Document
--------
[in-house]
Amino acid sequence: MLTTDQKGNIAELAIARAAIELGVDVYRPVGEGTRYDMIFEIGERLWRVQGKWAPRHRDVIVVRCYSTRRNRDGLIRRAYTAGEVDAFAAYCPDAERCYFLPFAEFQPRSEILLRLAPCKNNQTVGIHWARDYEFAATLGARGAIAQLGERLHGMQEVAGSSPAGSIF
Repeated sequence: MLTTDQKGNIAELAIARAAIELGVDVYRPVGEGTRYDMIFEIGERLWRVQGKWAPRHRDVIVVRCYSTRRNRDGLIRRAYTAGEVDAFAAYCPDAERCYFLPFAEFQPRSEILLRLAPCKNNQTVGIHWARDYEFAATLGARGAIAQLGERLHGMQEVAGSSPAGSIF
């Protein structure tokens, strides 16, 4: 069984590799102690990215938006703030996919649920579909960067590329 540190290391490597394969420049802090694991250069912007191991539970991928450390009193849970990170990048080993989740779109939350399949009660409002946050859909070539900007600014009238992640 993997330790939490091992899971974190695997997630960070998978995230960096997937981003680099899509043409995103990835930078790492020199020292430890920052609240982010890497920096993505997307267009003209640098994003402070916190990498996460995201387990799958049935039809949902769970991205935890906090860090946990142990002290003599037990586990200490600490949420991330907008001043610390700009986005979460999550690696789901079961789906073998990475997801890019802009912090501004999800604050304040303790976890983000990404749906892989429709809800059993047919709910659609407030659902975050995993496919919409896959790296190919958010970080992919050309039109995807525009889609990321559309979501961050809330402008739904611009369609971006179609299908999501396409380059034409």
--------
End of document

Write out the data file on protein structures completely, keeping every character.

[in-house]
Amino acid sequence: MLTTDQKGNIAELAIARAAIELGVDVYRPVGEGTRYDMIFEIGERLWRVQGKWAPRHRDVIVVRCYSTRRNRDGLIRRAYTAGEVDAFAAYCPDAERCYFLPFAEFQPRSEILLRLAPCKNNQTVGIHWARDYEFAATLGARGAIAQLGERLHGMQEVAGSSPAGSIF
Repeated sequence: MLTTDQKGNIAELAIARAAIELGVDVYRPVGEGTRYDMIFEIGERLWRVQGKWAPRHRDVIVVRCYSTRRNRDGLIRRAYTAGEVDAFAAYCPDAERCYFLPFAEFQPRSEILLRLAPCKNNQTVGIHWARDYEFAATLGARGAIAQLGERLHGMQEVAGSSPAGSIF
């Protein structure tokens, strides 16, 4: 069984590799102690990215938006703030996919649920579909960067590329 540190290391490597394969420049802090694991250069912007191991539970991928450390009193849970990170990048080993989740779109939350399949009660409002946050859909070539900007600014009238992640 993997330790939490091992899971974190695997997630960070998978995230960096997937981003680099899509043409995103990835930078790492020199020292430890920052609240982010890497920096993505997307267009003209640098994003402070916190990498996460995201387990799958049935039809949902769970991205935890906090860090946990142990002290003599037990586990200490600490949420991330907008001043610390700009986005979460999550690696789901079961789906073998990475997801890019802009912090501004999800604050304040303790976890983000990404749906892989429709809800059993047919709910659609407030659902975050995993496919919409896959790296190919958010970080992919050309039109995807525009889609990321559309979501961050809330402008739904611009369609971006179609299908999501396409380059034409």